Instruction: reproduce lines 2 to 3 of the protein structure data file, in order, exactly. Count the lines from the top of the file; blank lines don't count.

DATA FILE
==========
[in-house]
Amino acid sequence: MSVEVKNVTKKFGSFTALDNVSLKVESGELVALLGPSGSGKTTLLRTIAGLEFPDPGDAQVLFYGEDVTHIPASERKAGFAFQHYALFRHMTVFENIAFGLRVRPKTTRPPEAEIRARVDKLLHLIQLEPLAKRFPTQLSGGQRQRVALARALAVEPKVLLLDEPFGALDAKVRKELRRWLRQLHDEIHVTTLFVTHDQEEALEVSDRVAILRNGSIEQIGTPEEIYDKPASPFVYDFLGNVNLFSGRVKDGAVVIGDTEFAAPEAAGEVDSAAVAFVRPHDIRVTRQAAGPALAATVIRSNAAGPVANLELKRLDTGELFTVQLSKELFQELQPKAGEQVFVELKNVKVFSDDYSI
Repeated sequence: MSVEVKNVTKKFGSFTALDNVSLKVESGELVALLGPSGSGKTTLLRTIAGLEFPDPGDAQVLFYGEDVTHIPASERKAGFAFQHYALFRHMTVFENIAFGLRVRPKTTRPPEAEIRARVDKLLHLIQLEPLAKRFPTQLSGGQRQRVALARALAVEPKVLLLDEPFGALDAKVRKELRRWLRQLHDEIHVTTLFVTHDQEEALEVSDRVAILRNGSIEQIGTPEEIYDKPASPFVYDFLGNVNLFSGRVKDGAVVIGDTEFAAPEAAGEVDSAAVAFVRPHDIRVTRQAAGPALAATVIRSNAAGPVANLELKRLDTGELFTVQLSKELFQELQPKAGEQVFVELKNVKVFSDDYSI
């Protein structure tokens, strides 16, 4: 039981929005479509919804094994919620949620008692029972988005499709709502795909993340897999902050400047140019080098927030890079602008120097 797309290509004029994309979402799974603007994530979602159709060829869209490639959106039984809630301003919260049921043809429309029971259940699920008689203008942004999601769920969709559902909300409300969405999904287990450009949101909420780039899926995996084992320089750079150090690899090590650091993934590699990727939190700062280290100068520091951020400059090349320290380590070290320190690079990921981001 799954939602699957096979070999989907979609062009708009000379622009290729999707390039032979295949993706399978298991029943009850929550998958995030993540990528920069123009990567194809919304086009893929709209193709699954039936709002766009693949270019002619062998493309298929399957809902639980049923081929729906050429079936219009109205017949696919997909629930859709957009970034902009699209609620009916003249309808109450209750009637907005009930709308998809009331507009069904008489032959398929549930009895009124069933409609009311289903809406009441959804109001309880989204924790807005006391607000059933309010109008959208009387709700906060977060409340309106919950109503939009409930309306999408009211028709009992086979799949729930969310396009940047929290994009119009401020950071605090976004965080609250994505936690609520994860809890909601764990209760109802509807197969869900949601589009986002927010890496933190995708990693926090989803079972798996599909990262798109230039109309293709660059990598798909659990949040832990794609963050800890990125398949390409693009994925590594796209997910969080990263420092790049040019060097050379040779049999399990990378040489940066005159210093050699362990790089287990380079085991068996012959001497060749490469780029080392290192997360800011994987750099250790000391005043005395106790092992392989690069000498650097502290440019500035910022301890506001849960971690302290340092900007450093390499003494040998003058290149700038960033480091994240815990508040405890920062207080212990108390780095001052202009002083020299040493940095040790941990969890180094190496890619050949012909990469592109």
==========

Amino acid sequence: MSVEVKNVTKKFGSFTALDNVSLKVESGELVALLGPSGSGKTTLLRTIAGLEFPDPGDAQVLFYGEDVTHIPASERKAGFAFQHYALFRHMTVFENIAFGLRVRPKTTRPPEAEIRARVDKLLHLIQLEPLAKRFPTQLSGGQRQRVALARALAVEPKVLLLDEPFGALDAKVRKELRRWLRQLHDEIHVTTLFVTHDQEEALEVSDRVAILRNGSIEQIGTPEEIYDKPASPFVYDFLGNVNLFSGRVKDGAVVIGDTEFAAPEAAGEVDSAAVAFVRPHDIRVTRQAAGPALAATVIRSNAAGPVANLELKRLDTGELFTVQLSKELFQELQPKAGEQVFVELKNVKVFSDDYSI
Repeated sequence: MSVEVKNVTKKFGSFTALDNVSLKVESGELVALLGPSGSGKTTLLRTIAGLEFPDPGDAQVLFYGEDVTHIPASERKAGFAFQHYALFRHMTVFENIAFGLRVRPKTTRPPEAEIRARVDKLLHLIQLEPLAKRFPTQLSGGQRQRVALARALAVEPKVLLLDEPFGALDAKVRKELRRWLRQLHDEIHVTTLFVTHDQEEALEVSDRVAILRNGSIEQIGTPEEIYDKPASPFVYDFLGNVNLFSGRVKDGAVVIGDTEFAAPEAAGEVDSAAVAFVRPHDIRVTRQAAGPALAATVIRSNAAGPVANLELKRLDTGELFTVQLSKELFQELQPKAGEQVFVELKNVKVFSDDYSI